Marathi is another significant language. Due to Maratha rule over much of what is now Madhya Pradesh, Madhya Pradesh is home to the largest number of Marathis outside Maharashtra. Although large numbers of Marathis can be found in urban centres like Indore, the highest concentrations are in the southern areas of the state adjoining Maharashtra. Marathi is the most-spoken language in Burhanpur district, while it is a major minority language in the southern parts of Mahakoshal especially Betul, Chhindwara and Balaghat districts.[36]

There are several languages spoken by the Adivasis. The various Bhil languages are Indo-Aryan languages spoken by 50 lakh Bhils of western Madhya Pradesh. Although many, especially in the eastern parts of their range, have adopted the regional languages as mother tongue, the languages are still strong in the far-western hills especially Barwani, Jhabua and Alirajpur districts where they are in the majority. Bhili, the Bareli languages and Bhilali are the major varieties spoken in the state.

Gondi is the second-largest Adivasi language, spoken by 11 lakh Gonds in the state. A Dravidian language related to Telugu, it is mainly spoken in the southern Satpura highlands of Mahakoshal, where it is spoken with the regional languages. Some in the remoter valleys of the Satpuras speak a poorly-described Dravidian dialect called Bharia. Smaller minorities of Gondi speakers can be found in Khandwa and Dewas districts in the west as well as Anuppur, Sidhi and Singrauli districts in the east. Elsewhere in the state, the Gonds have almost totally abandoned their original language.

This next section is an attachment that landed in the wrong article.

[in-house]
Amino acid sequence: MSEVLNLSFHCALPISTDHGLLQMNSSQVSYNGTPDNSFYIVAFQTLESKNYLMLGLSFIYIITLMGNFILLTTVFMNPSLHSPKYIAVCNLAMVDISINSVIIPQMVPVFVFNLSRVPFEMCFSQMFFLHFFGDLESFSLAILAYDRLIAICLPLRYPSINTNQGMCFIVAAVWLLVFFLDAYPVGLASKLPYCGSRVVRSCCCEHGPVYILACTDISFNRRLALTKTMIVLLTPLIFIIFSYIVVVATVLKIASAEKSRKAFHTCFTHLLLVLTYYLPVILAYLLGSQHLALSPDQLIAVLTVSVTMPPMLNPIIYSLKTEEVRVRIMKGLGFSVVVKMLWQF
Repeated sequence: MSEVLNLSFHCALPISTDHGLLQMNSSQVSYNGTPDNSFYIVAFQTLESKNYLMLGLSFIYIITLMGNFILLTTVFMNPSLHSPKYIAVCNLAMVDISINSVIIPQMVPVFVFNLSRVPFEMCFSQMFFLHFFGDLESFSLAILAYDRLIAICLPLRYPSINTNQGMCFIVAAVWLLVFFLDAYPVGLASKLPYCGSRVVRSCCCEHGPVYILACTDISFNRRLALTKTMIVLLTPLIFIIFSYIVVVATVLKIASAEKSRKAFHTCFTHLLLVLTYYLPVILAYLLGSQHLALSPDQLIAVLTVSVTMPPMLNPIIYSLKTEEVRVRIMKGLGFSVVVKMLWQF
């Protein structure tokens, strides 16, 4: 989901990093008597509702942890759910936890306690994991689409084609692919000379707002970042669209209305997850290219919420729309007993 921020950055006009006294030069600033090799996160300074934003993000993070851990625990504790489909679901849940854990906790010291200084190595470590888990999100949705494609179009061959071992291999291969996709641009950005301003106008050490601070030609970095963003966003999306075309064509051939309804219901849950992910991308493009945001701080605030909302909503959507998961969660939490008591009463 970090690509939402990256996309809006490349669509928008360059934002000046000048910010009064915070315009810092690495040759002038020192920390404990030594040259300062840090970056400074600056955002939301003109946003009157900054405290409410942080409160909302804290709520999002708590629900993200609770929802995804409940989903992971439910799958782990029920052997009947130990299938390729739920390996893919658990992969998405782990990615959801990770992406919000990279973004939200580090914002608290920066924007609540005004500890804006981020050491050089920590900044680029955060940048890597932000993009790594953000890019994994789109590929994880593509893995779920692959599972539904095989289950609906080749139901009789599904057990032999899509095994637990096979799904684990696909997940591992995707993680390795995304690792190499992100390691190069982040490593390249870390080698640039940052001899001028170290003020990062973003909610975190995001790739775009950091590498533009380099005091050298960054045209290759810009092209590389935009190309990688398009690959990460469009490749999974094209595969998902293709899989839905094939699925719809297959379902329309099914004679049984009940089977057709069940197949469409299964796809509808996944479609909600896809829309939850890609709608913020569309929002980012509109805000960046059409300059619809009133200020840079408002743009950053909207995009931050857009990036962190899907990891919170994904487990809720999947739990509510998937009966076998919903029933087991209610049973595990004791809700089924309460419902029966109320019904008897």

Korku, a Munda language, has over 4 lakh speakers in the central highlands of the state. In the far-southeast of Burhanpur can be found some speakers of the language isolate Nihali who live among the Korku. All speakers of tribal languages face significant pressure to switch to the dominant regional languages while their own tongues are considered 'backward' and 'rural'.[36]

The following languages are taught in schools in Madhya Pradesh under the Three Language Formula:[37]

First language: Any Scheduled Language

Second language: Hindi, Urdu or English

Third language: Another Scheduled Language, Arabic, Persian, French, Russian


Hinduism is the main religion and is followed by 90.9% of the population.Template:Pie chart

According to the census of 2011, 90.9% of residents followed Hinduism, while minorities are Muslim (6.6%), Jain (0.8%), Buddhists (0.3%), Christians (0.3%), and Sikhs (0.2%). Madhya Pradesh is home to several pilgrimage sites including Amarkantak at the source of the Narmada and the Ghats of Omkareshwar, also on the Narmada. Temples can be found throughout the state. Buddhism and Jainism were once prominent religions in the state, especially in the central plateau near Raisen and Bhopal. Malwa is still home to a significant Jain minority. Jains are particularly concentrated in the urban centres of the Malwa region. Islam arrived with Muslim rule in the 14th century, although its influence was and is limited to major urban centres. Islam is a major religion in Bhopal and Burhanpur, and Bhopal is home to many prominent Islamic shrines. Buddhism in modern times is mainly practiced by Marathis in the south. Most respondents who answered 'Other' self-identified as following Adivasi religions such as Koya Punem of the Gonds.[38]